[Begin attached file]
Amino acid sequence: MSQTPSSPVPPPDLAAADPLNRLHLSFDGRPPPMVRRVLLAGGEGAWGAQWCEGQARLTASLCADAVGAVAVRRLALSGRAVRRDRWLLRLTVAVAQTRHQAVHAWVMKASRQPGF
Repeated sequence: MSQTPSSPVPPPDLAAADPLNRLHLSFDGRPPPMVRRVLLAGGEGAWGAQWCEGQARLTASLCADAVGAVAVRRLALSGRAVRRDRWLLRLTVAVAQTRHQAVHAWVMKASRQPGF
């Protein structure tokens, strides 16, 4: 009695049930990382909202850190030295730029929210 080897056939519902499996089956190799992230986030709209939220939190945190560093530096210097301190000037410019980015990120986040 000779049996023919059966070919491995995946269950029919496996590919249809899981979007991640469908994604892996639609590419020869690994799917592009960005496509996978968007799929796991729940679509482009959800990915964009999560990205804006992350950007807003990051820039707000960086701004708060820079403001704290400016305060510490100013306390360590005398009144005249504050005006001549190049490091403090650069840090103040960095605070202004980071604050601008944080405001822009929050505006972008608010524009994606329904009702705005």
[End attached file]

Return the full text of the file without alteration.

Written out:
Amino acid sequence: MSQTPSSPVPPPDLAAADPLNRLHLSFDGRPPPMVRRVLLAGGEGAWGAQWCEGQARLTASLCADAVGAVAVRRLALSGRAVRRDRWLLRLTVAVAQTRHQAVHAWVMKASRQPGF
Repeated sequence: MSQTPSSPVPPPDLAAADPLNRLHLSFDGRPPPMVRRVLLAGGEGAWGAQWCEGQARLTASLCADAVGAVAVRRLALSGRAVRRDRWLLRLTVAVAQTRHQAVHAWVMKASRQPGF
């Protein structure tokens, strides 16, 4: 009695049930990382909202850190030295730029929210 080897056939519902499996089956190799992230986030709209939220939190945190560093530096210097301190000037410019980015990120986040 000779049996023919059966070919491995995946269950029919496996590919249809899981979007991640469908994604892996639609590419020869690994799917592009960005496509996978968007799929796991729940679509482009959800990915964009999560990205804006992350950007807003990051820039707000960086701004708060820079403001704290400016305060510490100013306390360590005398009144005249504050005006001549190049490091403090650069840090103040960095605070202004980071604050601008944080405001822009929050505006972008608010524009994606329904009702705005």